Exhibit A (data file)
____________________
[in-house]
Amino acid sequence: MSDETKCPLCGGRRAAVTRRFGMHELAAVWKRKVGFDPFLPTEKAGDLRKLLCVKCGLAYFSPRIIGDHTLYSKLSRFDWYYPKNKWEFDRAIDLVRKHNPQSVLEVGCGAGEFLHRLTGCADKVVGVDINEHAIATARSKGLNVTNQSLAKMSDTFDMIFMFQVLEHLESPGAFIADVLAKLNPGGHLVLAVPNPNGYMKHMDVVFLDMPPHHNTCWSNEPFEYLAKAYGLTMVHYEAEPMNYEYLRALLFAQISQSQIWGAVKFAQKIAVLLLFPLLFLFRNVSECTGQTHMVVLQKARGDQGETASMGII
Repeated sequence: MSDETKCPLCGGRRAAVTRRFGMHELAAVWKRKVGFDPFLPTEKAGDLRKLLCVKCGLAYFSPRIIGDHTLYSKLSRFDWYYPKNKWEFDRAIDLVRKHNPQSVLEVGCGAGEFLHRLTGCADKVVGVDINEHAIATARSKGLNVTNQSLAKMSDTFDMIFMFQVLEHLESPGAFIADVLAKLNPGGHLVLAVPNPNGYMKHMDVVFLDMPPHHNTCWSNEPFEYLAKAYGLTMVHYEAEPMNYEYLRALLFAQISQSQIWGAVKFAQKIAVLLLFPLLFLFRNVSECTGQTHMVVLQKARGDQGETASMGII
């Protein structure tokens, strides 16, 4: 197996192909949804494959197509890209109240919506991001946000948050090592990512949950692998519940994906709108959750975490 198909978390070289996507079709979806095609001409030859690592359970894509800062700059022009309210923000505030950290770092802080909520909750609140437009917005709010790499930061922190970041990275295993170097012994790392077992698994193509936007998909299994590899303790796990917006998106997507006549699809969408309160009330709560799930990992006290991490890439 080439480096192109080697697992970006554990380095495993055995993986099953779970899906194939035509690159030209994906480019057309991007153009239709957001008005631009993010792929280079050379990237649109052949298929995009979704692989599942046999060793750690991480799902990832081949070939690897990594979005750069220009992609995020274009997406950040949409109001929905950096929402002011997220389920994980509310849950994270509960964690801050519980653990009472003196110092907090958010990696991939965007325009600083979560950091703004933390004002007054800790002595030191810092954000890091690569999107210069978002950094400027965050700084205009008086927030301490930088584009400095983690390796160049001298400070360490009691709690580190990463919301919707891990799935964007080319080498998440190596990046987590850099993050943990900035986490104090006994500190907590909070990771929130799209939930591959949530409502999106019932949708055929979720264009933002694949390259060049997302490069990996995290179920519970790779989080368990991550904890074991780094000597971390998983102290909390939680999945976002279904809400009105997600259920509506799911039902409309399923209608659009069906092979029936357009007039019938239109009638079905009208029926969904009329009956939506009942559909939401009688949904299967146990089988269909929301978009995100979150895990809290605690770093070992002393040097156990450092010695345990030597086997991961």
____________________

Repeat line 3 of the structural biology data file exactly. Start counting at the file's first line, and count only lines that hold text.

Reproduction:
Repeated sequence: MSDETKCPLCGGRRAAVTRRFGMHELAAVWKRKVGFDPFLPTEKAGDLRKLLCVKCGLAYFSPRIIGDHTLYSKLSRFDWYYPKNKWEFDRAIDLVRKHNPQSVLEVGCGAGEFLHRLTGCADKVVGVDINEHAIATARSKGLNVTNQSLAKMSDTFDMIFMFQVLEHLESPGAFIADVLAKLNPGGHLVLAVPNPNGYMKHMDVVFLDMPPHHNTCWSNEPFEYLAKAYGLTMVHYEAEPMNYEYLRALLFAQISQSQIWGAVKFAQKIAVLLLFPLLFLFRNVSECTGQTHMVVLQKARGDQGETASMGII